1/2 Pi Shawl

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Firstly, I should say that although I have given this post a ‘Pattern’ label, it is really just a ‘how-to’ showing how to make a semi circular shawl using lace patterns of your choice. It is not a step by step pattern. I like knitting shawls this way because it gets quicker and quicker as you go on but if the instructions below look like gobbledygook this is probably not for you! Likewise, if you are a beginner knitter or unfamiliar with knitting lace patterns it may not the best project for you to start with and I would suggest trying out some swatches of lace patterns first.

Secondly, (in case anyone isn’t put off already!) I should say I have made all of these shawls with 100% wool yarn. When they are finished they can be a bit scrumpled so I wash them then lay them flat and reshape and leave them to dry. A proper blocking would be even better. I can’t guarantee how this would work with other fibres such as cotton/acrylic/bamboo.

Use the needle size recommended on your yarn band and this will allow you to calculate the finished shawl size. The number of rows you knit will be equal to half the length of the garter stitch border. If you need more rows than outlined below, it is important to work the extra rows at the beginning.

These shawls are based on Elizabeth Zimmerman’s pi shawl. My shawls are semi-circular and I begin at the bottom edge (circumference) so I am working towards the centre and the number of stitches + the number of rows decrease as I go.

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Please read ALL the instructions below fully before you begin.

Cast on 398st.

Knit 7 stitches, place maker, work 384st from your chosen lace pattern, place maker, K7.

[For help with choosing lace pattern repeats: 384 = 128×3 or 96×4 or 64×6 or 48×8 or 32×12 or 24×16 If you need to add or lose a stitch or two to get your lace pattern symmetrical just increase or decrease to the number you need and adjust to bring your work back to the right number of stitches in the ‘knit 2tog rows’ at the beginning of each section]

From now on work the outer band – the 7 stitches before the first marker and the 7 stitches after the last marker – in garter stitch.

At the same time, work the sections indicated below in lace patterns of your choice.

On the first row of each section: K7 stitches (before the first marker), K2tog until last marker, K7 stitches.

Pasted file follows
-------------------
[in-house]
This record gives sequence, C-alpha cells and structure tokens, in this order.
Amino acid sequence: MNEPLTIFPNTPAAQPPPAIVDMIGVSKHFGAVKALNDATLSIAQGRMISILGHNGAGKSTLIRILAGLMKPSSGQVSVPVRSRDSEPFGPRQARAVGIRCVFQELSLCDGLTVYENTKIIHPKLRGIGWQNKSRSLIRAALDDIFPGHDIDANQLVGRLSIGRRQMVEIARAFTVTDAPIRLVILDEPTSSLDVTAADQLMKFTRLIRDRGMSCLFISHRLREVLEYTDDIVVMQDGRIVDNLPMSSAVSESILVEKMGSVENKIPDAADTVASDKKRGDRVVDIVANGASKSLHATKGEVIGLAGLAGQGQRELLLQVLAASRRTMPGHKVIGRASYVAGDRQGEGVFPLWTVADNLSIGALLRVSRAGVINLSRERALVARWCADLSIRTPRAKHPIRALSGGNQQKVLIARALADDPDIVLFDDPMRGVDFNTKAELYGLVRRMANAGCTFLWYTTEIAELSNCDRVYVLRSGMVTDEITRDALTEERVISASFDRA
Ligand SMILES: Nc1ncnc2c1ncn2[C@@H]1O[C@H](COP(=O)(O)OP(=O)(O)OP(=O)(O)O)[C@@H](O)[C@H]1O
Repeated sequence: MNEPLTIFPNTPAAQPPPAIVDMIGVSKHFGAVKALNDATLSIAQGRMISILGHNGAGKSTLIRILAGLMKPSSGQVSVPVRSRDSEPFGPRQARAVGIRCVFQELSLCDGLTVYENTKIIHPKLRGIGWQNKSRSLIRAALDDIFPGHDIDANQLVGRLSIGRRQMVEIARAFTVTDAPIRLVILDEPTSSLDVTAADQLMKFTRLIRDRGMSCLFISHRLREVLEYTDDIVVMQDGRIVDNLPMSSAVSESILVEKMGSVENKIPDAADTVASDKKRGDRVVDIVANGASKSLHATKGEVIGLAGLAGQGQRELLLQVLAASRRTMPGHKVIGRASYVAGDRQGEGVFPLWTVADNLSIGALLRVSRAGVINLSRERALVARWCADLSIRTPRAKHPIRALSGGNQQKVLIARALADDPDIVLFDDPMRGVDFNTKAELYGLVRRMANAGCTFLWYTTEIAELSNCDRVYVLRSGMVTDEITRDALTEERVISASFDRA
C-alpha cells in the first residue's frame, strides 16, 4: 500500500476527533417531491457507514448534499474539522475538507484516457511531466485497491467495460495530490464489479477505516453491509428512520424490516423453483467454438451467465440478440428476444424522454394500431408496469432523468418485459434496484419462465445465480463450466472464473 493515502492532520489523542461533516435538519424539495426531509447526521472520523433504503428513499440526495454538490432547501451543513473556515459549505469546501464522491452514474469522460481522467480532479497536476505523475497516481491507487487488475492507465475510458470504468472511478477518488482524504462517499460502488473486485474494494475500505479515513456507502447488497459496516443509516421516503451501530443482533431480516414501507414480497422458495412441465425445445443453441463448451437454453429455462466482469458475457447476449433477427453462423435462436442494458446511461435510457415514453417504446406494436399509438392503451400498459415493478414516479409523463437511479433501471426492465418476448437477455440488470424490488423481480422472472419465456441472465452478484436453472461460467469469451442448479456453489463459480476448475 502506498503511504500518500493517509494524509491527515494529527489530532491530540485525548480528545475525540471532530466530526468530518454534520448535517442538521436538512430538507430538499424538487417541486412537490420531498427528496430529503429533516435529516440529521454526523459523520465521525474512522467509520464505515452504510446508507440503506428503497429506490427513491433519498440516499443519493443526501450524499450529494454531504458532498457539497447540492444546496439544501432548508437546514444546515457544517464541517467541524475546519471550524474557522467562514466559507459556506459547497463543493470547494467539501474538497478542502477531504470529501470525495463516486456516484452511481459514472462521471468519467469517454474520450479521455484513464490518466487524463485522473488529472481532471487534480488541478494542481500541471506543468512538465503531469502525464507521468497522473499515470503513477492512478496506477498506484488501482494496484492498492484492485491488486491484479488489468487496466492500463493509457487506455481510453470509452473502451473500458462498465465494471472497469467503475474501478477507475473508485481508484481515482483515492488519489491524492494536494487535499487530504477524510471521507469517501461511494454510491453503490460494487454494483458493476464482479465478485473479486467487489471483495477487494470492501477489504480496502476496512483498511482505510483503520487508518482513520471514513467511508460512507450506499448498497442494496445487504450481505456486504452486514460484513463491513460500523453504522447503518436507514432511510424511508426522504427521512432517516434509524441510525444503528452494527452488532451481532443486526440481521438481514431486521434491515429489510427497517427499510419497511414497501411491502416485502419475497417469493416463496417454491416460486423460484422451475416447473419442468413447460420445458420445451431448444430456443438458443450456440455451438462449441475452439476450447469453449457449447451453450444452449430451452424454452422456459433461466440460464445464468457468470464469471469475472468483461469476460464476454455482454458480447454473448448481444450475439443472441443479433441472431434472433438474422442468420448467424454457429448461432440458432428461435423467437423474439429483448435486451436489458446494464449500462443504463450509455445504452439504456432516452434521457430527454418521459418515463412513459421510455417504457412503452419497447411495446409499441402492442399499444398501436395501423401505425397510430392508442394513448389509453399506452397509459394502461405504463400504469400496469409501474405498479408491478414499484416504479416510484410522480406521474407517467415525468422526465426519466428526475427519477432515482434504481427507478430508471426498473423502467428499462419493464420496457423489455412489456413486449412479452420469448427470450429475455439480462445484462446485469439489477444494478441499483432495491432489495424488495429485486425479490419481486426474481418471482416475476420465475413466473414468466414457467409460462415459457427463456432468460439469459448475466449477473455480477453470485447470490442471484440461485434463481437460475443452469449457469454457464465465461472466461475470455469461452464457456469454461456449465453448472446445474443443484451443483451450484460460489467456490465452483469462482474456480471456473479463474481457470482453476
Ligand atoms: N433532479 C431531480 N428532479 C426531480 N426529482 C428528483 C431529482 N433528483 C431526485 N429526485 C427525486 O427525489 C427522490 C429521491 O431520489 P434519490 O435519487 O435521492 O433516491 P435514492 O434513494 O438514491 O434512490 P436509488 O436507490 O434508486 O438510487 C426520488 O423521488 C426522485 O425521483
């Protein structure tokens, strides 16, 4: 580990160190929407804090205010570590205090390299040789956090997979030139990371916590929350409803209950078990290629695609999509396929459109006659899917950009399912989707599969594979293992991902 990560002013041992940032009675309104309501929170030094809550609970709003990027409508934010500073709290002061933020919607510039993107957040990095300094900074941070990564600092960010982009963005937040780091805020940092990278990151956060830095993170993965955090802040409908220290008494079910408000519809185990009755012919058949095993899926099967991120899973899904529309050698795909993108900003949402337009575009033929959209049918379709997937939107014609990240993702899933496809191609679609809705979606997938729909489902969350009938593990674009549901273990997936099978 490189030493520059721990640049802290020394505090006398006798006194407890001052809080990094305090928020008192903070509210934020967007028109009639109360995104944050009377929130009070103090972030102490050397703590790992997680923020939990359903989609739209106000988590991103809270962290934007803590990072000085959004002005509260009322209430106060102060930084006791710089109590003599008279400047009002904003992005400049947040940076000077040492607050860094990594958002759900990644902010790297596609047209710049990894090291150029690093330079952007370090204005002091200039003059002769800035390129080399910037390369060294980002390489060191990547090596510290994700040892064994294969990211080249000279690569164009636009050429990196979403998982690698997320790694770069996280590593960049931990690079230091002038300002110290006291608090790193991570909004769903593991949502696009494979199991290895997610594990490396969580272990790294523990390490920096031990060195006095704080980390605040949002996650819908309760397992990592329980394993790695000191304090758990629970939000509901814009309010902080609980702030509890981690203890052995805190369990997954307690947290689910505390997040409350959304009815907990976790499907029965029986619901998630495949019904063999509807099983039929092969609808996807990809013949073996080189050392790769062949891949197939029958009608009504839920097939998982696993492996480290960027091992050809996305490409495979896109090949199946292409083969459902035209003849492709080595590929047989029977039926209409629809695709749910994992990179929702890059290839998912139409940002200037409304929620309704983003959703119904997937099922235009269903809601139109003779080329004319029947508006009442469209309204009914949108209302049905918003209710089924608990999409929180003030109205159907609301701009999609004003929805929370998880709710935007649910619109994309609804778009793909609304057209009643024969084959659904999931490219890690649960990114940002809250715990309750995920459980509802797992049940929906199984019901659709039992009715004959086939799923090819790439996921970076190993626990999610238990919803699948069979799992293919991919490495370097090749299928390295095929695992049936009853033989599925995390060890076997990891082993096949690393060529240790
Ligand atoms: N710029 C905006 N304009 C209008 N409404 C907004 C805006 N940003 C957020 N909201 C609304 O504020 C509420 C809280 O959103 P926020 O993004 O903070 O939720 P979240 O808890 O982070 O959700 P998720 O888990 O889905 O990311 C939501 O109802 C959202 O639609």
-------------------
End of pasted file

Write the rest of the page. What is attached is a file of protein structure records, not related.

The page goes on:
In the shawls shown, I have put in a band of garter stitch rows at the beginning of each section (where you knit 2tog across the row).

* * * * *
section          rows          stitches
 1                     40+            384
 2                     64              192
 3                     32              96
 4                     16              48
 5                     8                24
 6                     4                12
 7                     2                6
 8                     1                3
*

Final row: K7, work 3 stitches tog, K7.

Cast off knitwise knitting the three centre stitches together as you go.

Join garter stitch band in centre.

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Janine @ Rainbow Hare
Screen Shot 2018-01-06 at 12.38.07Wool on Sundays will be back tomorrow :)

9 thoughts on “1/2 Pi Shawl

  1. sunrisewalker says:

    Wow! Just wow! I love your shawls and thank you for the tutorial. A friend recently told me to look up 1/2 Pi shawls, and that you can fit ANY lace pattern in that you want. First I looked in my all time favorite book from EZ, the Knitter’s Almanac, and got excited, then googled, 1/2 Pi and found you. I’m wondering, are the shawls pictured done in fingering weight? And how big are they?
    Thanks for the inspiration!

    Like

    • Janine @ Rainbow Hare says:

      Thank you. The dark blue shawl is 4ply (I think fingering weight) and the others are in dk (I think worsted). I have gifted the shawls and don’t have measurements but if you look on the band of your yarn it will suggest a needle size and give a tension gauge – usually how many stitches and rows over 4″ or 10cm. If you use the needle size recommended on your yarn band this will allow you to calculate the finished shawl size. The number of rows you knit will be equal to half the length of the garter stitch border (the straight border). If you need more rows than outlined above, it is important to work the extra rows at the beginning, Best Wishes, Janine :)

      Like

  2. Sharmayne says:

    Oh my gosh Janine, this is awesome!!! I absolutely love the idea of beginning at the widest part since that’s when you are usually more excited to begin and getting smaller as it goes along – perfect!!, I’ll definately be giving this a try! I’ll have to have a look at some lace patterns to see what ones I might use. I love all 3 shawls you have here!

    Liked by 1 person

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